“When I started my job, farmers wanted their kids to get an education and did not want to come back to farm,” she said. “Parents felt their kids could do better elsewhere. These were fourth and fifth generation farmers. Now the farm kids are highly educated, farms are getting bigger with more technology. Everything is bigger, better, faster.”
The resulting solid job growth is creating opportunities. It’s exiting to see the interest in ag, especially by those attending trade schools, Richardson said. She noted that SDSU has the highest enrollment at the College of Agriculture & Biological Sciences. “That’s an exciting and cool thing,” Richardson said.
Those young people want to be involved in ag and ethanol is helping in that quest. There are 10,000 to 15,000 farm families who own ethanol plants in the state and get a return from what they produce. The ethanol industry changed what corn producers look like.
Richardson is excited to know that Ringneck Energy is progressing with plans to build an ethanol plant near Onida. In the town that grain bins built, an economic study showed that 10 to 20 cents could be added to the value of each bushel.
“Many never thought corn would be grown that far west, and amazing numbers show what can be done,” she said.
Richardson said the Dakota ethanol story is like the David and Goliath battle. People like Ron Alverson of Chester, S.D., made the industry more forward. He worked to put people and money together to develop the industry. Corn growers like Alverson and Jeff Broin came up with a plan, raised money and did what needed to be done to get the industry off the ground.
South Dakota farmers harvested 787 million bushels of corn in 2014; South Dakota’s 15 ethanol plants will utilize 320 million bushels of corn this year. Richardson said those bushels will produce nearly one billion gallons of ethanol, 2.44 million metric tons of distillers grain (aka livestock feed) and 235 million pounds of corn oil per year which is being extracted at 14 of the state’s ethanol plants and can be used to produce biodiesel.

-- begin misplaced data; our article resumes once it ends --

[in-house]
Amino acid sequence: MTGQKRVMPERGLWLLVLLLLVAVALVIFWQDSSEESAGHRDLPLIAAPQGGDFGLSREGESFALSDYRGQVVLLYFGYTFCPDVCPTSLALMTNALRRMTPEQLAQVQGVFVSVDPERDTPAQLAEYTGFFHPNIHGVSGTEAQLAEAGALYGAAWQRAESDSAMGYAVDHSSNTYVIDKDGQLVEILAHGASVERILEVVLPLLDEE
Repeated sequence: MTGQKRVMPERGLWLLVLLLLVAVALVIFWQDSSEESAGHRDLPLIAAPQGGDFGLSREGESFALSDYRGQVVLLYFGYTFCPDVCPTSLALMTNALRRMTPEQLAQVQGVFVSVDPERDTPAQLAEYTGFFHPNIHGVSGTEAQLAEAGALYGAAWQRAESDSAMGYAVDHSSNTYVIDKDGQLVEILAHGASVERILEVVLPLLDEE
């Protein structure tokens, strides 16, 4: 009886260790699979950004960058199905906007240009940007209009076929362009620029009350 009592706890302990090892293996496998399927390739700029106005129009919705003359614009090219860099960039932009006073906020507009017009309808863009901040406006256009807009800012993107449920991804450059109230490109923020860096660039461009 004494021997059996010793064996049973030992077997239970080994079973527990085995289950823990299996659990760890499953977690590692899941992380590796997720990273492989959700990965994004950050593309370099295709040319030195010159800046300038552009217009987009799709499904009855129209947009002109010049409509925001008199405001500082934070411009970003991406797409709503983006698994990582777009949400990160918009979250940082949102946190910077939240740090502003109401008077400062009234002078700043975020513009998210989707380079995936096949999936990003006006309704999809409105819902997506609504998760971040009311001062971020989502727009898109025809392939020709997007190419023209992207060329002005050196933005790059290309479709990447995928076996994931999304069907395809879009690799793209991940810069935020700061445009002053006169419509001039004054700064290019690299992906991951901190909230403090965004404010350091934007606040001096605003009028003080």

In 2014, America’s farmers were busy harvesting a record corn crop of 14.2 billion bushels. Not only was it the first time in history that corn production surpassed 14 billion bushels, but farmers also topped 170 bushels per acre as the national average yield for the first time ever. And those bushels keep increasing.
What can farmers do to help promote ethanol use? Richardson encourages them to tell their stories to those in other states, tell their story on Twitter, on Facebook. She said to get consumers to ask why they can’t have ethanol.
“We need to think about the woman trying to make a living to feed her children,” Richardson said. “The world is hungry and consumer demands for increased sustainable production doesn’t think about that. The ability to pay for food is what makes the choice. We may be able to go to the store and pay an exorbitant amount for produce. The woman on a minimum wage salary wants to be able to feed her family. The consumer making demands needs to meet the people who are starving. They are making the case for the rest of the world. The world is hungry and that’s wrong.”
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This edition of the Farm Forum looks back at the major changes in agriculture over the last 50 years. The story below details the arrival of the ethanol industry in South Dakota. For more articles like this one, see our 50th Anniversary Special Edition inserted in this paper.